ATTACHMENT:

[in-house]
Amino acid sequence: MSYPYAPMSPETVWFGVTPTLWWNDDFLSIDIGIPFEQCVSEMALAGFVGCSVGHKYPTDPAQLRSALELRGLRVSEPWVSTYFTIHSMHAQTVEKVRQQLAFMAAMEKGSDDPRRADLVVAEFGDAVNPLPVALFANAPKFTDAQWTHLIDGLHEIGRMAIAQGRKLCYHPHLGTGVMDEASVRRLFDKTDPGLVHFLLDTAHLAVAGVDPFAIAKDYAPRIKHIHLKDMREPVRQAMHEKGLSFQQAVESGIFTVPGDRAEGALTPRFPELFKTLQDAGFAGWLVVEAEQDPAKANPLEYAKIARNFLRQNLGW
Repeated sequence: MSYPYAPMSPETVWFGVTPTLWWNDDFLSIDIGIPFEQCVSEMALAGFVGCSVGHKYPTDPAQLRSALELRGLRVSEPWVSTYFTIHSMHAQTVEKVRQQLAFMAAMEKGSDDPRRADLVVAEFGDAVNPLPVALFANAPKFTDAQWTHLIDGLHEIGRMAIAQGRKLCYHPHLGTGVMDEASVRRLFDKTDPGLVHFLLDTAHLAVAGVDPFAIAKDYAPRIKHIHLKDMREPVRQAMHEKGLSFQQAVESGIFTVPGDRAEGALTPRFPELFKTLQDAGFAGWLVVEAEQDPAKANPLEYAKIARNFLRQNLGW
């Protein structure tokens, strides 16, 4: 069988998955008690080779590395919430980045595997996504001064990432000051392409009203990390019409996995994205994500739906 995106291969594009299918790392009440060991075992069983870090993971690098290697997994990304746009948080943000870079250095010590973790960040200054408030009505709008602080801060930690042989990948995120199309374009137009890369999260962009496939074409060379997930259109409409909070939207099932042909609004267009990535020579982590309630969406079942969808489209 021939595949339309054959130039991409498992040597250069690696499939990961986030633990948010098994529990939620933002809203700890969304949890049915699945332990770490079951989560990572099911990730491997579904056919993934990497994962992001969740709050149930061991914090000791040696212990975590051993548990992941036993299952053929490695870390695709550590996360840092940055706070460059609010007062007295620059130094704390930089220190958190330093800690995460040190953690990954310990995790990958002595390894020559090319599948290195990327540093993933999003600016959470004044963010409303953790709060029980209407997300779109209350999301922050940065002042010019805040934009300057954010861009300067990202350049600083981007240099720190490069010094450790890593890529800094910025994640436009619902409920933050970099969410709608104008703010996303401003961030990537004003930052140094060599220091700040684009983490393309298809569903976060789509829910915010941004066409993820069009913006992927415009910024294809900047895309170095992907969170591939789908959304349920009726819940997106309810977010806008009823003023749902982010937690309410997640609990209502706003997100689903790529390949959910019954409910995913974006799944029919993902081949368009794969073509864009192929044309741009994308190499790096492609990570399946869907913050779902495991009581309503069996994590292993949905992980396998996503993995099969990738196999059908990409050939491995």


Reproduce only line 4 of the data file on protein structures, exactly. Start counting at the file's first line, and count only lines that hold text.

């Protein structure tokens, strides 16, 4: 069988998955008690080779590395919430980045595997996504001064990432000051392409009203990390019409996995994205994500739906 995106291969594009299918790392009440060991075992069983870090993971690098290697997994990304746009948080943000870079250095010590973790960040200054408030009505709008602080801060930690042989990948995120199309374009137009890369999260962009496939074409060379997930259109409409909070939207099932042909609004267009990535020579982590309630969406079942969808489209 021939595949339309054959130039991409498992040597250069690696499939990961986030633990948010098994529990939620933002809203700890969304949890049915699945332990770490079951989560990572099911990730491997579904056919993934990497994962992001969740709050149930061991914090000791040696212990975590051993548990992941036993299952053929490695870390695709550590996360840092940055706070460059609010007062007295620059130094704390930089220190958190330093800690995460040190953690990954310990995790990958002595390894020559090319599948290195990327540093993933999003600016959470004044963010409303953790709060029980209407997300779109209350999301922050940065002042010019805040934009300057954010861009300067990202350049600083981007240099720190490069010094450790890593890529800094910025994640436009619902409920933050970099969410709608104008703010996303401003961030990537004003930052140094060599220091700040684009983490393309298809569903976060789509829910915010941004066409993820069009913006992927415009910024294809900047895309170095992907969170591939789908959304349920009726819940997106309810977010806008009823003023749902982010937690309410997640609990209502706003997100689903790529390949959910019954409910995913974006799944029919993902081949368009794969073509864009192929044309741009994308190499790096492609990570399946869907913050779902495991009581309503069996994590292993949905992980396998996503993995099969990738196999059908990409050939491995």